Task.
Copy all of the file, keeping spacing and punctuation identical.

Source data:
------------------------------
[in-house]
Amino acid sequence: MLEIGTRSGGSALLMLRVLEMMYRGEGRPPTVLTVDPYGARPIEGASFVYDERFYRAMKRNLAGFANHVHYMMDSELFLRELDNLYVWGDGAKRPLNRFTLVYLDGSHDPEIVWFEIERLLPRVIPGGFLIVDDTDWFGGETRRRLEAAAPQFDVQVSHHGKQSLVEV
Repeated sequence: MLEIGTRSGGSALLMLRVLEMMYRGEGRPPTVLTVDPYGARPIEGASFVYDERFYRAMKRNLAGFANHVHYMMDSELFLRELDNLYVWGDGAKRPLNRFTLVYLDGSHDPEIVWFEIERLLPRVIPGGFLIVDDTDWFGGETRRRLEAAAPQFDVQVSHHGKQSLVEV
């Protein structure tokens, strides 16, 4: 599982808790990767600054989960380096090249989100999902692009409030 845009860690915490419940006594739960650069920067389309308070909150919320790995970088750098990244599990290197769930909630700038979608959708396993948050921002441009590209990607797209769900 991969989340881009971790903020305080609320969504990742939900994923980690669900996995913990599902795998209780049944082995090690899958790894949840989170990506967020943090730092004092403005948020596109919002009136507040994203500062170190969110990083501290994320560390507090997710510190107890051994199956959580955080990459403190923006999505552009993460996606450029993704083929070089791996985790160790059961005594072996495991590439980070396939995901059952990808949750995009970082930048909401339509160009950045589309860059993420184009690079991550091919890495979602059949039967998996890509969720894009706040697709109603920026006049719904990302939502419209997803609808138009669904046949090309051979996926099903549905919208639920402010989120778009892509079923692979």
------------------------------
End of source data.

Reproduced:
[in-house]
Amino acid sequence: MLEIGTRSGGSALLMLRVLEMMYRGEGRPPTVLTVDPYGARPIEGASFVYDERFYRAMKRNLAGFANHVHYMMDSELFLRELDNLYVWGDGAKRPLNRFTLVYLDGSHDPEIVWFEIERLLPRVIPGGFLIVDDTDWFGGETRRRLEAAAPQFDVQVSHHGKQSLVEV
Repeated sequence: MLEIGTRSGGSALLMLRVLEMMYRGEGRPPTVLTVDPYGARPIEGASFVYDERFYRAMKRNLAGFANHVHYMMDSELFLRELDNLYVWGDGAKRPLNRFTLVYLDGSHDPEIVWFEIERLLPRVIPGGFLIVDDTDWFGGETRRRLEAAAPQFDVQVSHHGKQSLVEV
């Protein structure tokens, strides 16, 4: 599982808790990767600054989960380096090249989100999902692009409030 845009860690915490419940006594739960650069920067389309308070909150919320790995970088750098990244599990290197769930909630700038979608959708396993948050921002441009590209990607797209769900 991969989340881009971790903020305080609320969504990742939900994923980690669900996995913990599902795998209780049944082995090690899958790894949840989170990506967020943090730092004092403005948020596109919002009136507040994203500062170190969110990083501290994320560390507090997710510190107890051994199956959580955080990459403190923006999505552009993460996606450029993704083929070089791996985790160790059961005594072996495991590439980070396939995901059952990808949750995009970082930048909401339509160009950045589309860059993420184009690079991550091919890495979602059949039967998996890509969720894009706040697709109603920026006049719904990302939502419209997803609808138009669904046949090309051979996926099903549905919208639920402010989120778009892509079923692979």